Swatch Sauma, Mood Fabrics In-House Dog
What does a nun need leather for? Really, that’s what I asked myself when I saw two nuns in the leather section of our New York store. It’s really not uncommon to see gay men, actresses, models even your average everyday mother or sewer fawning over our leather selection. Heck, we even fawn over it ourselves.
So I did a triple take watching these two nuns – wearing white veils – fingering some suede, specifically some fuchsia suede, the kind of thing you might see on Beyonce’s backside, Madonna’s front side or even Boy George’s wrong side, but never on a woman dressed in a black habit and a white veil.
Naturally, I was curious, as was half the store staff. I mean, the conversation dropped a decibel or two. Everyone, including Swatch who had his ears perched way up, wanted to hear what these nuns – who had to be in their late 20s, early 30s – had to say about exactly what they were doing. I mean honestly, it’s rare we get anyone in the religious life in our store. I could understand one or two slipping into that church down the street, but here? Is Mood Fabrics not the epitome of all that’s wrong in the world? The vapid materialism? The ugly side of capitalism? Do we not contribute to the overstuffed closets (not to mention stashes) of men and women worldwide? I mean Pope Francis hasn’t mentioned Mood Fabrics, let alone New York City in his rants on unbridled consumerism, but I’m just waiting for the day he says something about the fashion in the U.S.A., and suddenly all the cameras, including the ones at Project Runway, will focus on Mood Fabric and the Garment District.
So these nuns, now maybe they don’t directly report to Francis, but you would think they would….I don’t know, I just don’t think they would come to Mood Fabrics, let alone the leather section to shop, don’t you? I understand back in the day there were religious orders that made their living sewing lingerie, but women don’t wear handsewn lacy underthings the way they used to….does that mean women of the cloth now have to survive by sewing leather accessories?
I approached these two women, sweetly and kindly as I can. I really don’t know any nuns. Nobody in my generation does. Nuns, sisters, they’re all the same in my Kindle book. Didn’t Whoopi Goldberg do an ace job playing one in a movie? Or what’s that move that was filmed in New York City with Meryl Streep and that redhead? Doubt, I think it was called?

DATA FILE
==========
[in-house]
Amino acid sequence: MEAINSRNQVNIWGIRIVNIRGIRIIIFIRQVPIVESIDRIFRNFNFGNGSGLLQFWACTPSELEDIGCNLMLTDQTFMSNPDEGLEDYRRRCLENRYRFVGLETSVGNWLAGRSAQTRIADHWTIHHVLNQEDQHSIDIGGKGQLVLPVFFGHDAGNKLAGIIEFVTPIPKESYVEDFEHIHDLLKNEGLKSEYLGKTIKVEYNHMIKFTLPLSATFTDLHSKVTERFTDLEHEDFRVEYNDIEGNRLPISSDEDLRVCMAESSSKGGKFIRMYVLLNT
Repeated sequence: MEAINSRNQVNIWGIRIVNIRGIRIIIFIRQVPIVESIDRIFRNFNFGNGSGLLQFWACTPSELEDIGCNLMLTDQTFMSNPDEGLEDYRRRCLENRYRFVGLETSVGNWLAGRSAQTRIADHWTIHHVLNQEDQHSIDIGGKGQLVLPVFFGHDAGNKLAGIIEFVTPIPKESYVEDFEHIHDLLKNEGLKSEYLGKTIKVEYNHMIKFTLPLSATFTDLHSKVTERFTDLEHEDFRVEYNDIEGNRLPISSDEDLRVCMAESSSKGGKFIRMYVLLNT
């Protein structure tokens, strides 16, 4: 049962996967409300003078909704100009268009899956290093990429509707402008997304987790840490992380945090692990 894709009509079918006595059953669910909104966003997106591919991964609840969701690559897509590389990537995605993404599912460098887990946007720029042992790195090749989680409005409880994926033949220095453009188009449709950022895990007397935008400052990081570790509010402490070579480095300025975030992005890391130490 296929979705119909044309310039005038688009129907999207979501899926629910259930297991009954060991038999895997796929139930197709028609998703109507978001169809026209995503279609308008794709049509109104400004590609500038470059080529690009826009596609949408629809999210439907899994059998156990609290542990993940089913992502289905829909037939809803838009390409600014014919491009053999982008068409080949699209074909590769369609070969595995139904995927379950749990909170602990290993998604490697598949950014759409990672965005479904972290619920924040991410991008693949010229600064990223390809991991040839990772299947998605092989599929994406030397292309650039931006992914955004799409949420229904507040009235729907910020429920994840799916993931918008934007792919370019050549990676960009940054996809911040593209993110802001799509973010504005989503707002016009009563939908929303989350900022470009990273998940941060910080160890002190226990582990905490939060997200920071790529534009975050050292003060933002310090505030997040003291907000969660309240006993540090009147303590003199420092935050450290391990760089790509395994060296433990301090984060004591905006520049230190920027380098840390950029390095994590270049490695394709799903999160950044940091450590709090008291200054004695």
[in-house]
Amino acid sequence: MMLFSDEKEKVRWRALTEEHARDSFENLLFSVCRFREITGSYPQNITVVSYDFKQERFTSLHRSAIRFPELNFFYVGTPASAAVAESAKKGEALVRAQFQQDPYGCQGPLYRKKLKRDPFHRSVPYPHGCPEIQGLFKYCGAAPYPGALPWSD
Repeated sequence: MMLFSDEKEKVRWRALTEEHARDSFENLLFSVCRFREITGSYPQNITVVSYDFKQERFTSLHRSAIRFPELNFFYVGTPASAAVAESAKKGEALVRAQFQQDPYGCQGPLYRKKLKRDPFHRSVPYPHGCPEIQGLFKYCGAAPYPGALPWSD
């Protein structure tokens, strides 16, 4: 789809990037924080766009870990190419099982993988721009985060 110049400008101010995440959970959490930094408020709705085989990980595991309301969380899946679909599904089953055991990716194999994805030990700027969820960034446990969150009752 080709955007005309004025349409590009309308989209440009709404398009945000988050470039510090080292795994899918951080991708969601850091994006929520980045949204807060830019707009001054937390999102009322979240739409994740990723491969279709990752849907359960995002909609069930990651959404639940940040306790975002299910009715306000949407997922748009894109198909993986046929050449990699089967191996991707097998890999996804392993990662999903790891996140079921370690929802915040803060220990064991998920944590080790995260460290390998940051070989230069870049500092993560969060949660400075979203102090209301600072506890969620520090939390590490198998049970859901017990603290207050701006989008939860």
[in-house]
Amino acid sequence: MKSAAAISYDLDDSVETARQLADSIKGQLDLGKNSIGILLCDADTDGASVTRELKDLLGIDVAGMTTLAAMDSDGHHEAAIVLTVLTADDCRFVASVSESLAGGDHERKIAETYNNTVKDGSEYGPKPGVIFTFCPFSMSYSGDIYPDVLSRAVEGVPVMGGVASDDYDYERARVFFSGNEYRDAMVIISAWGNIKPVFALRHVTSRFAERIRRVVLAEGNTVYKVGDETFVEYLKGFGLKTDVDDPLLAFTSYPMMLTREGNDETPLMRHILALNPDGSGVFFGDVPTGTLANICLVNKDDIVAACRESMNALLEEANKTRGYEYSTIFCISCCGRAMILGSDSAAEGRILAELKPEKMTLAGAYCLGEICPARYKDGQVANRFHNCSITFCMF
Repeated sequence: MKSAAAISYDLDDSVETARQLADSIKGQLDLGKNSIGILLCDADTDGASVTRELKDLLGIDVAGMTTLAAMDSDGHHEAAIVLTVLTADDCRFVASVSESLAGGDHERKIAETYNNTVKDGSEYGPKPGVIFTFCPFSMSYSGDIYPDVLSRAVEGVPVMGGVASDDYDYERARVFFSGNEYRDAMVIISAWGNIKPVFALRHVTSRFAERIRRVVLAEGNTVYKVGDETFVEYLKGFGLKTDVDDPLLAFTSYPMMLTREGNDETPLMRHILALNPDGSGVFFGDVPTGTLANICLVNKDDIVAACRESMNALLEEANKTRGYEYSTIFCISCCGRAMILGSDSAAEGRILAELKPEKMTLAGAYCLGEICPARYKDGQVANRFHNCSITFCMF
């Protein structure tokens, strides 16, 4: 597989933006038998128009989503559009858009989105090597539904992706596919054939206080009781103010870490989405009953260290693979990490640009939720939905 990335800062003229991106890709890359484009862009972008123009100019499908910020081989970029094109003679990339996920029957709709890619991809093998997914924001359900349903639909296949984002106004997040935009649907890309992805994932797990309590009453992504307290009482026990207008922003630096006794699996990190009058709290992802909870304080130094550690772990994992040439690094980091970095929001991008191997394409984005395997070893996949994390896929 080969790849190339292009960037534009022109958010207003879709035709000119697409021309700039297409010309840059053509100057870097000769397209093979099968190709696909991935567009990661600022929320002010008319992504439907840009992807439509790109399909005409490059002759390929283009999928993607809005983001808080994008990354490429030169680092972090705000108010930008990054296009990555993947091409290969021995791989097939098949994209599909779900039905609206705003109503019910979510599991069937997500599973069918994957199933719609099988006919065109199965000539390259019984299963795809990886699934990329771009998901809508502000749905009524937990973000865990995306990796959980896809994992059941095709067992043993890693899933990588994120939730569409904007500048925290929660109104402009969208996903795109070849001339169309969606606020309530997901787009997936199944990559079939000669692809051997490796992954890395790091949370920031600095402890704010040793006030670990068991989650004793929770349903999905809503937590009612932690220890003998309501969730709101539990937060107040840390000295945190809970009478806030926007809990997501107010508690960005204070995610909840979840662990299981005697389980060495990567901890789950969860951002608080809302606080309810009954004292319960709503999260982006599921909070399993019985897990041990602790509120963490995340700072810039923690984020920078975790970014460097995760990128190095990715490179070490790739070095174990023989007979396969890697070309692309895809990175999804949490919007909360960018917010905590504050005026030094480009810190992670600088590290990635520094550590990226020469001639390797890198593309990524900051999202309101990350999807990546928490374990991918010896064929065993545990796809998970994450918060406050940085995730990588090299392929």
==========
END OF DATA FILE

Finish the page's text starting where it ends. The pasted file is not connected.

“Ladies, can I help you with anything?” I said ever so sweetly.
One with eyes so sky blue she will never need any eyeliner looked up. “Oh hello,” she demurely. “We were just wondering what kind of needle and sewing foot you need to sew suede.”
“Is that all?”
“No, not really,” they giggled. “We’ve never sewn with leather, let alone suede. But we were going to sew a —-”
Just then the fire alarm went off. Everyone had to leave the store. Bolts of fabric went flying onto the floor, mothers with toddlers screaming in strollers made a frantic dash for the stairs since we couldn’t use the elevator. Drinks perched on the front counter spilled onto the carpet, I think I slid on a slippery patch and cursed, hoping the nuns wouldn’t hear. Shoppers squeezed down the narrow stairs to flee the premises. I saw the sisters behind me assisting an elderly fashion designer with a walker.
Once the entire store – Swatch included – recongregated across the street to watch the fire trucks pull up, I looked for the nuns. They were nowhere to be seen. I scanned the masses for the fashion designer, who had been wearing a sparkling cobalt number head to toe to go with her sequined sneakers. Nada. I mean, this was mere minutes after I saw all three together.
None of the three reappeared in the store later that day. Even a year later, I’ve yet to see any of these three return to Mood Fabrics. Yet to this day, someone on the staff who was there when the nuns were shopping, nearly every week asks me: “So what did the nuns buy? What were they making?”
Excuse my poor French, but it bugs the h-ll of me that I don’t know the answer. Sometimes late at night when I’ve had too much to drink, I think, “What did those nuns want with that leather?”
On those days, I think maybe I’ve spent a day too many at Mood Fabrics and it’s time for me to enter a religious order.
So I ask you, my dear reader, what were the nuns doing in the leather section that day? What were they going to sew? (Now this is a family-friendly blog, so keep your responses clean, if you know what I mean. If it’s not fit for your Aunt Eunice to read, then don’t even dream of putting it on this site. I thank you and this blog’s moderator thanks you.)
(P.S. This fictional foray was inspired by this blog post by Beautejadore.)